Dreamtime: Remembering Dreams

By Machiel Klerk

by Machiel Klerk

Dreams can tell us much about ourselves—better retention of our dreams is all in the attitude.

dreamsI am engaged in a discussion with Bill Clinton. Then the mailman brings me a letter that says I am drafted to fight in Vietnam. The next moment I am in full combat in the jungle. When I wake up, I think I will remember this dream. In this space between dreaming and waking, the dream experience still feels real. It also makes total sense to me that I am in a conversation with Clinton and running through the jungle. Nothing about it seems strange, and I am not sure if it requires writing down. Plus, I am not convinced there is much more meaning in it than I already know. I am confident I will remember all of it. But if I don’t write it down, the dream experience will probably evaporate, as so many dreams do within minutes after awakening. The moment I reach my desk to jot down the dream, I notice that already some images I was sure I would remember have become very vague.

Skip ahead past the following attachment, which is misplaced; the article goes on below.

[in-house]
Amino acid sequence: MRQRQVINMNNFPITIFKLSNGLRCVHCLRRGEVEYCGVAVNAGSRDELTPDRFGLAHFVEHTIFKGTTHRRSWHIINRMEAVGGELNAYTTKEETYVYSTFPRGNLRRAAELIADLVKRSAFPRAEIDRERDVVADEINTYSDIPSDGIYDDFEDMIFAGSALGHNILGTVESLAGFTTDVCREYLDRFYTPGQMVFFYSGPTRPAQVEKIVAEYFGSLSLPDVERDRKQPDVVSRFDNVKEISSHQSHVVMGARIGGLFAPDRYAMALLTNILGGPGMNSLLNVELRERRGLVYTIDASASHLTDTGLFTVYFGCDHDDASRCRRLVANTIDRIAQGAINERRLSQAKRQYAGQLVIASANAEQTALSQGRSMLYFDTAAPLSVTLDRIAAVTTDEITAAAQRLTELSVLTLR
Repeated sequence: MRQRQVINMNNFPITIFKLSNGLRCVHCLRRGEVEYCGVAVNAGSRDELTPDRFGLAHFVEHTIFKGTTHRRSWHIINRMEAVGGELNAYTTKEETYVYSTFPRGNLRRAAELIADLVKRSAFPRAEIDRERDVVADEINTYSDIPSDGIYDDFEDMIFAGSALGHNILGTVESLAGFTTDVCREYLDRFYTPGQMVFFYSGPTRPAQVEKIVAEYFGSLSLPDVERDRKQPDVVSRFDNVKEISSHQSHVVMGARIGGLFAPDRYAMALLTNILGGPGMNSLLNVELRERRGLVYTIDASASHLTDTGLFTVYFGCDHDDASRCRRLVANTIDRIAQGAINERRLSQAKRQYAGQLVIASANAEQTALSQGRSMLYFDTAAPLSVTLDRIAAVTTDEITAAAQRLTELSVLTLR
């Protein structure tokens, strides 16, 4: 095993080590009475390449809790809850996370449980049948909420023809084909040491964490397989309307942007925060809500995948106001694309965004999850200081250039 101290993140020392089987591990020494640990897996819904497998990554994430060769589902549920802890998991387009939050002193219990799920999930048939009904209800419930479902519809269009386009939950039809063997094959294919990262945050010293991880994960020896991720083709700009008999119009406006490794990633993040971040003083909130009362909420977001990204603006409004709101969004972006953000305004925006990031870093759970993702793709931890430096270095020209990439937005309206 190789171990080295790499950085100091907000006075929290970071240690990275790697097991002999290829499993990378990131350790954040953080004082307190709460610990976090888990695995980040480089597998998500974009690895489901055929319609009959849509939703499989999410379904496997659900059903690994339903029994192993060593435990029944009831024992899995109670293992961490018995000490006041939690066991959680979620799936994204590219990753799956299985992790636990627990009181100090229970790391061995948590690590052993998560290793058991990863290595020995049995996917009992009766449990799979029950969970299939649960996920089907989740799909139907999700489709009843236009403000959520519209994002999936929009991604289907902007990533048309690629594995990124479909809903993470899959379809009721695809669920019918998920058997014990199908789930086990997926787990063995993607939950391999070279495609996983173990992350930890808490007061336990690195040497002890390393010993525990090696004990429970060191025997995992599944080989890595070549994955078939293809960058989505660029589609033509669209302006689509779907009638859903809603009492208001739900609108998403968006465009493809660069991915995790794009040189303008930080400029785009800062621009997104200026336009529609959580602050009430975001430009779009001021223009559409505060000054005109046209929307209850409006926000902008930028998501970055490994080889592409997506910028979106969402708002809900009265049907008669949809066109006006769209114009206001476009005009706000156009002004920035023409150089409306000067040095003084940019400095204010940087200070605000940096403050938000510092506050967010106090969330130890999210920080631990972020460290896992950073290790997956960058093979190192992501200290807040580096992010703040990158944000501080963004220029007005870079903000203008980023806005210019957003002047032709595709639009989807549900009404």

This article was originally published on November 1, 2010.